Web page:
Guest mark&rachel

Respirtory problems

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    Guest mark&rachel

    Went to the docs today, my 2 yr old son has a v bad cough and wheezing. I was told he had bronchospasm, poss asthma, and given a ventolin inhaler.

    My 4 yr old daughter had the same symptoms only a couple of weeks ago and given ventolin and a preventor inhaler. Again asthma was queried. Doc told me Australia was an asthma nation. Different pollens and weather being the contributory factors of respiratory problems in children. I was shocked when i was told this. I came to OZ for a better life and now both my children have respiratory problems, possible asthma. I'm hoping it's down to the cold weather. Has anyone else had problems like this with their children, would be interesting to find out.

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    Guest Guest5035

    go to another doc and get a 2nd opinion.

     

    stevo

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    Went to the docs today, my 2 yr old son has a v bad cough and wheezing. I was told he had bronchospasm, poss asthma, and given a ventolin inhaler.

    My 4 yr old daughter had the same symptoms only a couple of weeks ago and given ventolin and a preventor inhaler. Again asthma was queried. Doc told me Australia was an asthma nation. Different pollens and weather being the contributory factors of respiratory problems in children. I was shocked when i was told this. I came to OZ for a better life and now both my children have respiratory problems, possible asthma. I'm hoping it's down to the cold weather. Has anyone else had problems like this with their children, would be interesting to find out.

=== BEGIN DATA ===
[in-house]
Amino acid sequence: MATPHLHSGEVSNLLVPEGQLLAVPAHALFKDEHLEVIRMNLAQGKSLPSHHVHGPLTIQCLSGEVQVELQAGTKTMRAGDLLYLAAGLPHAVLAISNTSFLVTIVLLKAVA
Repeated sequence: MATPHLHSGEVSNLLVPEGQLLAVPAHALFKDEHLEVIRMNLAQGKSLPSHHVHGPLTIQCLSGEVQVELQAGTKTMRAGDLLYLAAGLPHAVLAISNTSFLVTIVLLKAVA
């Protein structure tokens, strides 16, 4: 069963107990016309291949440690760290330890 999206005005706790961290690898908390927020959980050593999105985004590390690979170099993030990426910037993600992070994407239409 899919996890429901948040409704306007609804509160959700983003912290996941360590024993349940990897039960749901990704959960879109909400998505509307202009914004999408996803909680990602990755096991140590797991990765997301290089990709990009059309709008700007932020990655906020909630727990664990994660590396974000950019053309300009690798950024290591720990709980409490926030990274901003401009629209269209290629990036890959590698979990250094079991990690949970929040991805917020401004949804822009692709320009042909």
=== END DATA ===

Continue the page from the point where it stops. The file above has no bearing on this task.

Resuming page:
I have read a few times that Australia has an extremely high proportion of asthmatics. Our youngest two, had respiratory problems in the UK but have definitely been better here. The colder weather still gives some problems, especially if they have a cold. My wife is far more knowledgeable than me, if you would like to speak to her, just pm me.

     

    Cooler

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    Guest mark&rachel

    Thankyou Cooler, Doc did say that some asthmatic children that come to live in Australia find their asthma gets better, whereas those that do not, can develop asthma due to changes in pollens/weather....Interesting that.

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    Guest lippy

    I've had the same thing happen when my son has had a bad cold - once over the cold etc he has always been fine. You just never know....

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    As has been said, often when children develop a viral infection (ie a cold) it can cause asthma as a result. Usually in winter with damp/cold weather when colds are prevalent. Does not mean its a given your child has asthma long term or will need an inhaler on a regular basis. Just that this infection has resulted in it and asthmatic symptoms will pass once the infection is cleared up. My son has had a couple of nasty colds with coughs this has happened and we've used an inhaler when needed then but never outside of these rare occasions with viral infections in winter.

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    Guest domjcw

    As the other posters has said - asthma is very common in Australia - affecting 10-15% of children. But it is even more common to have some wheezing associated with a virus - that may or may not respond to ventolin or other inhalers. It is never possible to tell with first episodes whether or not this will turn out to be a recurrent problem - so your GP was right to say that this could possibly reflect asthma. However, even if it is asthma most children with asthma have symptoms only when they have a cold, do not need any ongoing medication, and get substantially better as they get older.

    cheers

    Dom

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    Guest mark&rachel

    Thanks Dom, yes have been told that a virus can lead to asthma type symptoms, let's see what the doc says 2mo, he still has a chesty cough but wheezing has subsided a fair deal.

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